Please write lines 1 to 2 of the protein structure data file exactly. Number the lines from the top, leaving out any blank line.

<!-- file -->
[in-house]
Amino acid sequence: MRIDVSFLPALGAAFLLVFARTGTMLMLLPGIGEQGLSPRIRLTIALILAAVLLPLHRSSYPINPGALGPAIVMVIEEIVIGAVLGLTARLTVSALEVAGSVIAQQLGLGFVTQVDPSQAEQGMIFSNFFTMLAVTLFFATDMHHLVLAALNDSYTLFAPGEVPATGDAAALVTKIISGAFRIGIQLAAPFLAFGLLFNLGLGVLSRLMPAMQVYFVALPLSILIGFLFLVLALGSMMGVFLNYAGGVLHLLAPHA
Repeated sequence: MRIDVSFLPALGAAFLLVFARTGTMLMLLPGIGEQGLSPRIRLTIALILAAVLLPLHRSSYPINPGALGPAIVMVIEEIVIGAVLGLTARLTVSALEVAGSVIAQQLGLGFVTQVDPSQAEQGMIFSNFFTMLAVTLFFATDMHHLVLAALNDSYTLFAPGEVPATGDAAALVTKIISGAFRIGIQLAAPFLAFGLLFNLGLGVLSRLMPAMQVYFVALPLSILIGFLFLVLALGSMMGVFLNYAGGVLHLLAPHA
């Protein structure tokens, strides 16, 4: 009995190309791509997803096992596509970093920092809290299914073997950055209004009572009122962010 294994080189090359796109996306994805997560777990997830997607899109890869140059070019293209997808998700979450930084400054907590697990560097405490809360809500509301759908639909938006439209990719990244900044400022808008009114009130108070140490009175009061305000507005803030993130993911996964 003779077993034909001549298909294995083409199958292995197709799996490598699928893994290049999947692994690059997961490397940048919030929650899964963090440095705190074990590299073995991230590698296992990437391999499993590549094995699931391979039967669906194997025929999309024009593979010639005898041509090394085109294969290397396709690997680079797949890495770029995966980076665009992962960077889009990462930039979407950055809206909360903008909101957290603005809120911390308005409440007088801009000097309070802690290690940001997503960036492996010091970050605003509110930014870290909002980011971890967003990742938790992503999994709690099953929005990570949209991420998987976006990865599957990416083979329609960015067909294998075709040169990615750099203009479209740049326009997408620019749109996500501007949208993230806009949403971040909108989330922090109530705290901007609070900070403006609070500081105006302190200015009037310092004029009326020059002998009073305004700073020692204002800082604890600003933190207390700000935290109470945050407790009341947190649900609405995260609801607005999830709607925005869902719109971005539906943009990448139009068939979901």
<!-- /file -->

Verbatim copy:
[in-house]
Amino acid sequence: MRIDVSFLPALGAAFLLVFARTGTMLMLLPGIGEQGLSPRIRLTIALILAAVLLPLHRSSYPINPGALGPAIVMVIEEIVIGAVLGLTARLTVSALEVAGSVIAQQLGLGFVTQVDPSQAEQGMIFSNFFTMLAVTLFFATDMHHLVLAALNDSYTLFAPGEVPATGDAAALVTKIISGAFRIGIQLAAPFLAFGLLFNLGLGVLSRLMPAMQVYFVALPLSILIGFLFLVLALGSMMGVFLNYAGGVLHLLAPHA